Turkey is 1000 miles long and 500 miles wide and has an area of 300,948 square miles. Turkey is the 37th largest country in the world and is surrounded on three sides by water. The Aegean Sea is to the west, the Mediterranean Sea is south and the Black sea is to the north. The Euphrates, Tigris, and Aras rivers flow through the country and Mount Ararat and Lake Van make the scenery and the landscape rugged, as well as incredibly beautiful. Turkey is in constant motion. There are occasional volcanic eruptions and frequent earthquakes, thanks to the fault lines running through the country. The most recent major quake was in 1999.
The official language is Turkish, although public broadcasts are also done in Bosnian, Kurdish, Arabic and Circassian. English, German and French are spoken in the larger cities and in tourist areas. The total population of Turkey is 71.5 million people; over 70 million are Muslims and the majority of them are Sunni. The average life expectancy is 70 years for men and 75 years for women. The culture is a diverse blend of Western elements, as well as Anatolian, Ottoman and Oguz Turkic. The Turkish people have a modern Western mindset, with traditional historic and religious values. That fact is evident in Turkish literature and music, which is a combination of the Islamic world, the Ottoman Empire and European and Turkish traditions. That combination produces modern-day literary arts and Turkish music that vibrates through the body like a tuning fork that’s rejoicing.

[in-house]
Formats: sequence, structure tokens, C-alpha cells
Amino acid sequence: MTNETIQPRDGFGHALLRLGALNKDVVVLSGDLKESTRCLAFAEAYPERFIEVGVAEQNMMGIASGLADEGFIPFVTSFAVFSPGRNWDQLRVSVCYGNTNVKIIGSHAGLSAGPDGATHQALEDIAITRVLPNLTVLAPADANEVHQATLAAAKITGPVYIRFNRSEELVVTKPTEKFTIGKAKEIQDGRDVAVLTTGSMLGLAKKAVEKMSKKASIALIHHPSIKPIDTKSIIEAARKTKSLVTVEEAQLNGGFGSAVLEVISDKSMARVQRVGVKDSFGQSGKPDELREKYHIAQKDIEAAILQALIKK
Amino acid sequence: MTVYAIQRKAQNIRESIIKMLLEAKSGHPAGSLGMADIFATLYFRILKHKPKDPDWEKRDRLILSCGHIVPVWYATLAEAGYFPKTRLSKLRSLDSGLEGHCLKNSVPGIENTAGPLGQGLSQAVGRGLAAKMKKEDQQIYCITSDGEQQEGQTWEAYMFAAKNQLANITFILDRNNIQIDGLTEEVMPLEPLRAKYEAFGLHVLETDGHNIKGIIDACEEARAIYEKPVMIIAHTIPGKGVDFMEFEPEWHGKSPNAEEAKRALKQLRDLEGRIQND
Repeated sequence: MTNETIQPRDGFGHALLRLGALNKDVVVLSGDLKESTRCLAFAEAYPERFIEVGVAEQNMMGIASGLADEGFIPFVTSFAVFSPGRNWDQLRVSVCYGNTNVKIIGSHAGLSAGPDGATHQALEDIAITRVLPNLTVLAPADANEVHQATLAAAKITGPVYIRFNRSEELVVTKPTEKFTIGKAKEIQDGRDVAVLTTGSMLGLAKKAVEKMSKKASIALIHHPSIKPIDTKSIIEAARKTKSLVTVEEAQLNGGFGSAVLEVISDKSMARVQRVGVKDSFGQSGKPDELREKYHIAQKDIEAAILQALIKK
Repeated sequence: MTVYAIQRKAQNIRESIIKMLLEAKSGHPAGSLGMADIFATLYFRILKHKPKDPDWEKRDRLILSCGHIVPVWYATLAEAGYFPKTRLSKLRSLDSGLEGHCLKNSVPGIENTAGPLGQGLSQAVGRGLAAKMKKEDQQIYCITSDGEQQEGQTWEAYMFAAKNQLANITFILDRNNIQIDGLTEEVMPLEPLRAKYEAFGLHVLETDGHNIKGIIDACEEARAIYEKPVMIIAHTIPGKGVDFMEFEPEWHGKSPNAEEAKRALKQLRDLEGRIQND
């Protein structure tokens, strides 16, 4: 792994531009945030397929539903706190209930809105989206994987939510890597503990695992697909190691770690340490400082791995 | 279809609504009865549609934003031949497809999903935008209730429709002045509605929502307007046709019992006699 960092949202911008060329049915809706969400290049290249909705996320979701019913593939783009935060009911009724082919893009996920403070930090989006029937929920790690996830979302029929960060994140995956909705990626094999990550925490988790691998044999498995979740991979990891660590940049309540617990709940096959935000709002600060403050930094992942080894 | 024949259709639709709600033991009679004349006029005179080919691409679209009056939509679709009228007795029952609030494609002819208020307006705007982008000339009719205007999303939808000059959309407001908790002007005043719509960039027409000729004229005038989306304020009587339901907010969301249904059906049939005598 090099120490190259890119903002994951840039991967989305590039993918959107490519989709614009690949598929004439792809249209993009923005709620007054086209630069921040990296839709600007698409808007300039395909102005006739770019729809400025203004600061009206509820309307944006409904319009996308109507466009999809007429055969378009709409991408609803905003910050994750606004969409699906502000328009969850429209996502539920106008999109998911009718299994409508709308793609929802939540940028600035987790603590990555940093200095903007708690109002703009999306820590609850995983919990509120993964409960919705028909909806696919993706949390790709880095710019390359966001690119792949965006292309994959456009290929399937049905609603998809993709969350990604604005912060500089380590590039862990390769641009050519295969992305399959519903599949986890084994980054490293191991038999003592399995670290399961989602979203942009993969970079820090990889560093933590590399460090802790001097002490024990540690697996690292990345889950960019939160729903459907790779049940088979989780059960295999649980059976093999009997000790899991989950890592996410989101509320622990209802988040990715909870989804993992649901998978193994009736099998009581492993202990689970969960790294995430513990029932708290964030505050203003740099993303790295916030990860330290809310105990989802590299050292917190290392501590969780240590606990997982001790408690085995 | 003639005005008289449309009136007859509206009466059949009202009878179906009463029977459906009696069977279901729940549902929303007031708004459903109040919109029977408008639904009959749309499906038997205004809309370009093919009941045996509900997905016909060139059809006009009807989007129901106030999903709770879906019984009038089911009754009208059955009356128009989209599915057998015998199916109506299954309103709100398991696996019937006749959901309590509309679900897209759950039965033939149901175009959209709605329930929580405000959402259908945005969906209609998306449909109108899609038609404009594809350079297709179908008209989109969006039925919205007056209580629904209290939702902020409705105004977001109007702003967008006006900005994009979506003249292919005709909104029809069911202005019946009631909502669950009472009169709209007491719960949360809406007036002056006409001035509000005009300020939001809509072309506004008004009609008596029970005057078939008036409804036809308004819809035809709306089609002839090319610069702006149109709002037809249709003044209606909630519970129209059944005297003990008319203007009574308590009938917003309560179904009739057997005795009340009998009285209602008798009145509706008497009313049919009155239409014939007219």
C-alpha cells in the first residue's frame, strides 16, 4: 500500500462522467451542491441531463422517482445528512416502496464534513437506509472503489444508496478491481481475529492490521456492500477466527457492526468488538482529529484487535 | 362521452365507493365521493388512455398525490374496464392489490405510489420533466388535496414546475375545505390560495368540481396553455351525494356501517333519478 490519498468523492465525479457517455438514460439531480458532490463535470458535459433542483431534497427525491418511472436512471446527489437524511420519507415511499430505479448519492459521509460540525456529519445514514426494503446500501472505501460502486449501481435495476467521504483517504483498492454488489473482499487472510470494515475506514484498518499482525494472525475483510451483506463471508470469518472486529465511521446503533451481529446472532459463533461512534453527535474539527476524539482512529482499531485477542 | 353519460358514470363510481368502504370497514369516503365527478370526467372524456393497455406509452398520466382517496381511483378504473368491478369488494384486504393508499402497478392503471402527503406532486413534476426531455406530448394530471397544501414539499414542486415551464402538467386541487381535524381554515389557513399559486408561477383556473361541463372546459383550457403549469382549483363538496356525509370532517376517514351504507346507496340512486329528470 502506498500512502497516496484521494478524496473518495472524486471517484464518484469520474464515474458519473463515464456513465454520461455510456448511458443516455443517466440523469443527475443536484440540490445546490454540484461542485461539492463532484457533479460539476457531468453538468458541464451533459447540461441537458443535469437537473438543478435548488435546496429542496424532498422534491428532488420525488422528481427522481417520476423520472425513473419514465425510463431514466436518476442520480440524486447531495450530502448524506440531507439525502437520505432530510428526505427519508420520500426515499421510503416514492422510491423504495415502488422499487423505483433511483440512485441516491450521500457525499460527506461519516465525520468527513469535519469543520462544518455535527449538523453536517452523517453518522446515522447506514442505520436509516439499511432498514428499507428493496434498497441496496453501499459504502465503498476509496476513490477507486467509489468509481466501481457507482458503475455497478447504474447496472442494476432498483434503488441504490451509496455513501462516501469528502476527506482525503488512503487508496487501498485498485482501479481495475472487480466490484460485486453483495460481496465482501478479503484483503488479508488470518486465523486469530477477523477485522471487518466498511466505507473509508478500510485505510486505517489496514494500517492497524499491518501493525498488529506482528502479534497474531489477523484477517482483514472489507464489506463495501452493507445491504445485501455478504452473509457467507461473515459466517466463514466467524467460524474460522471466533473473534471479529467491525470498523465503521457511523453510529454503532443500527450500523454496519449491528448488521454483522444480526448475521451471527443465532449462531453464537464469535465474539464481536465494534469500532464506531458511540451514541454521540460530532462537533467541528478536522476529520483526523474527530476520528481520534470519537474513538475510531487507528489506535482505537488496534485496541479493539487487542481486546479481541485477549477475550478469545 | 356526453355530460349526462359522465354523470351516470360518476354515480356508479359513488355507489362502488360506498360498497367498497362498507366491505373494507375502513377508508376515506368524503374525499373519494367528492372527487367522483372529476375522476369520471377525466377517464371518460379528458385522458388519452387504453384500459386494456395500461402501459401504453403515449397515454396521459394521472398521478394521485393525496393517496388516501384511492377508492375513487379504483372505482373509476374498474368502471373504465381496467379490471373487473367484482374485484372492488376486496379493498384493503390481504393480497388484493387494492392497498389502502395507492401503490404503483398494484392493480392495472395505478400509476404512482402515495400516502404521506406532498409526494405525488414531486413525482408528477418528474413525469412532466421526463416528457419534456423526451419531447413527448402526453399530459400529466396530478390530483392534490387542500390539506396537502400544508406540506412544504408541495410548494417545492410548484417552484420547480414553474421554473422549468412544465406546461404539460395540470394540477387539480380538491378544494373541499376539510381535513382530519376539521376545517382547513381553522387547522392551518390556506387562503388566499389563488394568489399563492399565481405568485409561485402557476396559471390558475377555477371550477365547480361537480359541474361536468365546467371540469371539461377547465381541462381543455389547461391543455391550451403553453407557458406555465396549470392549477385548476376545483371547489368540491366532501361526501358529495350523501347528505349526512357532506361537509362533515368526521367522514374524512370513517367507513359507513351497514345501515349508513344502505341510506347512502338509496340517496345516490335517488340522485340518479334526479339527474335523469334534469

The architecture in Turkey is also a blend of traditions and cultures than span the centuries. There are Byzantine, Ottoman and Islamic elements, as well as Western influenced structures and that combination creates a unique mix of buildings that range from skyscrapers to palaces, churches, mosques and homes, which can only be described as classic Turkish expressions of the past, as well as the future.
Turkey wouldn’t be Turkey without its football. Turkey is proud of their top teams and rightfully so. Galatasaray reached the semi-finals in the Euro 2008 UEFA competition. Volleyball and basketball are also extremely popular, but the traditional national sport of oiled wrestling, which is called "Yagli gures", holds a special place in the hearts of the Turkish people.
See Turkey Facts.